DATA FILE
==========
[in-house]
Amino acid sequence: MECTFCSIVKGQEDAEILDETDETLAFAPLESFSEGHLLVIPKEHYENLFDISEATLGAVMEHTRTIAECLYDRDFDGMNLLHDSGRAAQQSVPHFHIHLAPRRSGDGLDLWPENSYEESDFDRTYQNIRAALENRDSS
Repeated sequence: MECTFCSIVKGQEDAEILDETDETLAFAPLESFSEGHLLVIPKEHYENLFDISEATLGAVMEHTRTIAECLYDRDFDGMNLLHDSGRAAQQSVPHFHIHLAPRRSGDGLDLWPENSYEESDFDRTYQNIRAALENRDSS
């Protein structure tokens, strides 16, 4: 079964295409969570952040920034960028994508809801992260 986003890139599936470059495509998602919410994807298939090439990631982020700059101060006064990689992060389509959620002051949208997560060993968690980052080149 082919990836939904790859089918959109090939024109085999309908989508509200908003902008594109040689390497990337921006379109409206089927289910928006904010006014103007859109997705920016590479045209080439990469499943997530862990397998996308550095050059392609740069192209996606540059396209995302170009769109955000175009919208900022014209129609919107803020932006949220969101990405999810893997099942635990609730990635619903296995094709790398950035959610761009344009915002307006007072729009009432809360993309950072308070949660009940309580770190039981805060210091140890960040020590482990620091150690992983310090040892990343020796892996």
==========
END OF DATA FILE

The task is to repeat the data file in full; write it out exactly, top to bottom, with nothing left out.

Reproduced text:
[in-house]
Amino acid sequence: MECTFCSIVKGQEDAEILDETDETLAFAPLESFSEGHLLVIPKEHYENLFDISEATLGAVMEHTRTIAECLYDRDFDGMNLLHDSGRAAQQSVPHFHIHLAPRRSGDGLDLWPENSYEESDFDRTYQNIRAALENRDSS
Repeated sequence: MECTFCSIVKGQEDAEILDETDETLAFAPLESFSEGHLLVIPKEHYENLFDISEATLGAVMEHTRTIAECLYDRDFDGMNLLHDSGRAAQQSVPHFHIHLAPRRSGDGLDLWPENSYEESDFDRTYQNIRAALENRDSS
């Protein structure tokens, strides 16, 4: 079964295409969570952040920034960028994508809801992260 986003890139599936470059495509998602919410994807298939090439990631982020700059101060006064990689992060389509959620002051949208997560060993968690980052080149 082919990836939904790859089918959109090939024109085999309908989508509200908003902008594109040689390497990337921006379109409206089927289910928006904010006014103007859109997705920016590479045209080439990469499943997530862990397998996308550095050059392609740069192209996606540059396209995302170009769109955000175009919208900022014209129609919107803020932006949220969101990405999810893997099942635990609730990635619903296995094709790398950035959610761009344009915002307006007072729009009432809360993309950072308070949660009940309580770190039981805060210091140890960040020590482990620091150690992983310090040892990343020796892996």